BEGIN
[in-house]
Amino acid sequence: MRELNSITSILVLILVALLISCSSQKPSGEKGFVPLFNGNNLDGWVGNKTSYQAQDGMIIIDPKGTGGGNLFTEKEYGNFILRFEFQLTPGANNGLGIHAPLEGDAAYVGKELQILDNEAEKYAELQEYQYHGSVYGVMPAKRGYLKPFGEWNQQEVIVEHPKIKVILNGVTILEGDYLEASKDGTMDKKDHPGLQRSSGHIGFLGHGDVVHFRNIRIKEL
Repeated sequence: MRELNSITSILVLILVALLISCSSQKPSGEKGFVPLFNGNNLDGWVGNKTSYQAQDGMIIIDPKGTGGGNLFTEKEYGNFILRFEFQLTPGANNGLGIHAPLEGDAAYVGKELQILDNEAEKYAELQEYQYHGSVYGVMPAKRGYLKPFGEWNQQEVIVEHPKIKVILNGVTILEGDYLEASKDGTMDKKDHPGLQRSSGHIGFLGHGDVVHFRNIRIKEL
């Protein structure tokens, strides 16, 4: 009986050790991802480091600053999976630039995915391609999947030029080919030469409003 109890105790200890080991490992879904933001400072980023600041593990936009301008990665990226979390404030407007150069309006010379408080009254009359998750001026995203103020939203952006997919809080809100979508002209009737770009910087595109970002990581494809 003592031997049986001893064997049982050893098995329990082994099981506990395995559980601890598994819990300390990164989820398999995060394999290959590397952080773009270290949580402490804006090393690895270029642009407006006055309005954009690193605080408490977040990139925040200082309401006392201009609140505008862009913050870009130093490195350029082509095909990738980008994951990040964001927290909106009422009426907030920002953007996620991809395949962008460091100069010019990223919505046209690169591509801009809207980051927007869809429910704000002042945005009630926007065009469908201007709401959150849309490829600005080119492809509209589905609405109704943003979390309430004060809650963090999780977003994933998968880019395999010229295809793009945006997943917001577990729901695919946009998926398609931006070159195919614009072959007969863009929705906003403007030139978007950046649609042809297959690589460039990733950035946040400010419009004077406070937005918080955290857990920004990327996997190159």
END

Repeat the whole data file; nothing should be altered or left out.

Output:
[in-house]
Amino acid sequence: MRELNSITSILVLILVALLISCSSQKPSGEKGFVPLFNGNNLDGWVGNKTSYQAQDGMIIIDPKGTGGGNLFTEKEYGNFILRFEFQLTPGANNGLGIHAPLEGDAAYVGKELQILDNEAEKYAELQEYQYHGSVYGVMPAKRGYLKPFGEWNQQEVIVEHPKIKVILNGVTILEGDYLEASKDGTMDKKDHPGLQRSSGHIGFLGHGDVVHFRNIRIKEL
Repeated sequence: MRELNSITSILVLILVALLISCSSQKPSGEKGFVPLFNGNNLDGWVGNKTSYQAQDGMIIIDPKGTGGGNLFTEKEYGNFILRFEFQLTPGANNGLGIHAPLEGDAAYVGKELQILDNEAEKYAELQEYQYHGSVYGVMPAKRGYLKPFGEWNQQEVIVEHPKIKVILNGVTILEGDYLEASKDGTMDKKDHPGLQRSSGHIGFLGHGDVVHFRNIRIKEL
């Protein structure tokens, strides 16, 4: 009986050790991802480091600053999976630039995915391609999947030029080919030469409003 109890105790200890080991490992879904933001400072980023600041593990936009301008990665990226979390404030407007150069309006010379408080009254009359998750001026995203103020939203952006997919809080809100979508002209009737770009910087595109970002990581494809 003592031997049986001893064997049982050893098995329990082994099981506990395995559980601890598994819990300390990164989820398999995060394999290959590397952080773009270290949580402490804006090393690895270029642009407006006055309005954009690193605080408490977040990139925040200082309401006392201009609140505008862009913050870009130093490195350029082509095909990738980008994951990040964001927290909106009422009426907030920002953007996620991809395949962008460091100069010019990223919505046209690169591509801009809207980051927007869809429910704000002042945005009630926007065009469908201007709401959150849309490829600005080119492809509209589905609405109704943003979390309430004060809650963090999780977003994933998968880019395999010229295809793009945006997943917001577990729901695919946009998926398609931006070159195919614009072959007969863009929705906003403007030139978007950046649609042809297959690589460039990733950035946040400010419009004077406070937005918080955290857990920004990327996997190159």